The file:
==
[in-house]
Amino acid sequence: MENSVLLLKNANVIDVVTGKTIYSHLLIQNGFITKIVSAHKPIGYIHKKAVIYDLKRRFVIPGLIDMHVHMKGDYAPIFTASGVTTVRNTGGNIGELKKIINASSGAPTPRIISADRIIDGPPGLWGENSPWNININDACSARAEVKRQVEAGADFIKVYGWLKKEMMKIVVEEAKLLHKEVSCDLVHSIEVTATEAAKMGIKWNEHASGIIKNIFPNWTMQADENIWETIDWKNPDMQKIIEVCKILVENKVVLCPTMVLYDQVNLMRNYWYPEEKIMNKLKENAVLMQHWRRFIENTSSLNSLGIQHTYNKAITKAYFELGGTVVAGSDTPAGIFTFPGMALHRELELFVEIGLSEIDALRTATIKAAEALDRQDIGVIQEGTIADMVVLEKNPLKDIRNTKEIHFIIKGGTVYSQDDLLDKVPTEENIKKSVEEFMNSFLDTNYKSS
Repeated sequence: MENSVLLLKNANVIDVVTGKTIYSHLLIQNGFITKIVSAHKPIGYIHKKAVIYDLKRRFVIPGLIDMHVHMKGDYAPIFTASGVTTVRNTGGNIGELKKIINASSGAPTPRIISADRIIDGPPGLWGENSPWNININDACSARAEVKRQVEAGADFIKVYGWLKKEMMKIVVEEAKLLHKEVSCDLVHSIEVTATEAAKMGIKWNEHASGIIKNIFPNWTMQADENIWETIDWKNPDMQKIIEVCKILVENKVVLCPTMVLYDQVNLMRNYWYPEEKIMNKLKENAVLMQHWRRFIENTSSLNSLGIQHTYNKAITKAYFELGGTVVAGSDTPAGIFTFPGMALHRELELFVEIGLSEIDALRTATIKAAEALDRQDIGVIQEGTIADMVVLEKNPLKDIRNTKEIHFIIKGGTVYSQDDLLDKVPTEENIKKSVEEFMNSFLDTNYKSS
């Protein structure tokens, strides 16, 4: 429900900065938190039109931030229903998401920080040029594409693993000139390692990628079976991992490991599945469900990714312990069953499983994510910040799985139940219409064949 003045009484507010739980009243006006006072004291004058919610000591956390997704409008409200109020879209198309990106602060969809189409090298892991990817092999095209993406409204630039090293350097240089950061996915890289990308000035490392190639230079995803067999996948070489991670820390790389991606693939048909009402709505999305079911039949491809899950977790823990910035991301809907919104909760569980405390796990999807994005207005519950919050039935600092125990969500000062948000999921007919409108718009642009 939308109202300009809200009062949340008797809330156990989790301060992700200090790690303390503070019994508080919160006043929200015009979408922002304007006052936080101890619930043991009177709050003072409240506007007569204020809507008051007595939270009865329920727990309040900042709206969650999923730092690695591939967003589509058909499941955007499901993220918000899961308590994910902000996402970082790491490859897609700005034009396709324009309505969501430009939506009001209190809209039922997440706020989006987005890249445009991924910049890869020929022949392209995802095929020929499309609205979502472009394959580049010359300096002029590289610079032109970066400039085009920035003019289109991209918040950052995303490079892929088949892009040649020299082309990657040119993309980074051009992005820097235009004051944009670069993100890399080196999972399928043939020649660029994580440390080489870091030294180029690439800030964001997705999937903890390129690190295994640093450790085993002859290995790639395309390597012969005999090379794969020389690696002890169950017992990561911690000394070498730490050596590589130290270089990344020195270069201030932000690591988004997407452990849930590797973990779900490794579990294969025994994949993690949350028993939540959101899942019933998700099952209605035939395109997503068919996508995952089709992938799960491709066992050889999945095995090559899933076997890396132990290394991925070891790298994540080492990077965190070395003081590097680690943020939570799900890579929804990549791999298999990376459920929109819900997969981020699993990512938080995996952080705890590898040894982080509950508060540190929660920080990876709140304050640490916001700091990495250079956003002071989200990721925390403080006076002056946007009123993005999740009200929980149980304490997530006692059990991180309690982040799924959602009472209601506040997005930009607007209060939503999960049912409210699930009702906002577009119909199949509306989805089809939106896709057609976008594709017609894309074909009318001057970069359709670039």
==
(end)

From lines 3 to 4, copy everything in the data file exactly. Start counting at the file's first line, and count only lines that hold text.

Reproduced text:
Repeated sequence: MENSVLLLKNANVIDVVTGKTIYSHLLIQNGFITKIVSAHKPIGYIHKKAVIYDLKRRFVIPGLIDMHVHMKGDYAPIFTASGVTTVRNTGGNIGELKKIINASSGAPTPRIISADRIIDGPPGLWGENSPWNININDACSARAEVKRQVEAGADFIKVYGWLKKEMMKIVVEEAKLLHKEVSCDLVHSIEVTATEAAKMGIKWNEHASGIIKNIFPNWTMQADENIWETIDWKNPDMQKIIEVCKILVENKVVLCPTMVLYDQVNLMRNYWYPEEKIMNKLKENAVLMQHWRRFIENTSSLNSLGIQHTYNKAITKAYFELGGTVVAGSDTPAGIFTFPGMALHRELELFVEIGLSEIDALRTATIKAAEALDRQDIGVIQEGTIADMVVLEKNPLKDIRNTKEIHFIIKGGTVYSQDDLLDKVPTEENIKKSVEEFMNSFLDTNYKSS
């Protein structure tokens, strides 16, 4: 429900900065938190039109931030229903998401920080040029594409693993000139390692990628079976991992490991599945469900990714312990069953499983994510910040799985139940219409064949 003045009484507010739980009243006006006072004291004058919610000591956390997704409008409200109020879209198309990106602060969809189409090298892991990817092999095209993406409204630039090293350097240089950061996915890289990308000035490392190639230079995803067999996948070489991670820390790389991606693939048909009402709505999305079911039949491809899950977790823990910035991301809907919104909760569980405390796990999807994005207005519950919050039935600092125990969500000062948000999921007919409108718009642009 939308109202300009809200009062949340008797809330156990989790301060992700200090790690303390503070019994508080919160006043929200015009979408922002304007006052936080101890619930043991009177709050003072409240506007007569204020809507008051007595939270009865329920727990309040900042709206969650999923730092690695591939967003589509058909499941955007499901993220918000899961308590994910902000996402970082790491490859897609700005034009396709324009309505969501430009939506009001209190809209039922997440706020989006987005890249445009991924910049890869020929022949392209995802095929020929499309609205979502472009394959580049010359300096002029590289610079032109970066400039085009920035003019289109991209918040950052995303490079892929088949892009040649020299082309990657040119993309980074051009992005820097235009004051944009670069993100890399080196999972399928043939020649660029994580440390080489870091030294180029690439800030964001997705999937903890390129690190295994640093450790085993002859290995790639395309390597012969005999090379794969020389690696002890169950017992990561911690000394070498730490050596590589130290270089990344020195270069201030932000690591988004997407452990849930590797973990779900490794579990294969025994994949993690949350028993939540959101899942019933998700099952209605035939395109997503068919996508995952089709992938799960491709066992050889999945095995090559899933076997890396132990290394991925070891790298994540080492990077965190070395003081590097680690943020939570799900890579929804990549791999298999990376459920929109819900997969981020699993990512938080995996952080705890590898040894982080509950508060540190929660920080990876709140304050640490916001700091990495250079956003002071989200990721925390403080006076002056946007009123993005999740009200929980149980304490997530006692059990991180309690982040799924959602009472209601506040997005930009607007209060939503999960049912409210699930009702906002577009119909199949509306989805089809939106896709057609976008594709017609894309074909009318001057970069359709670039």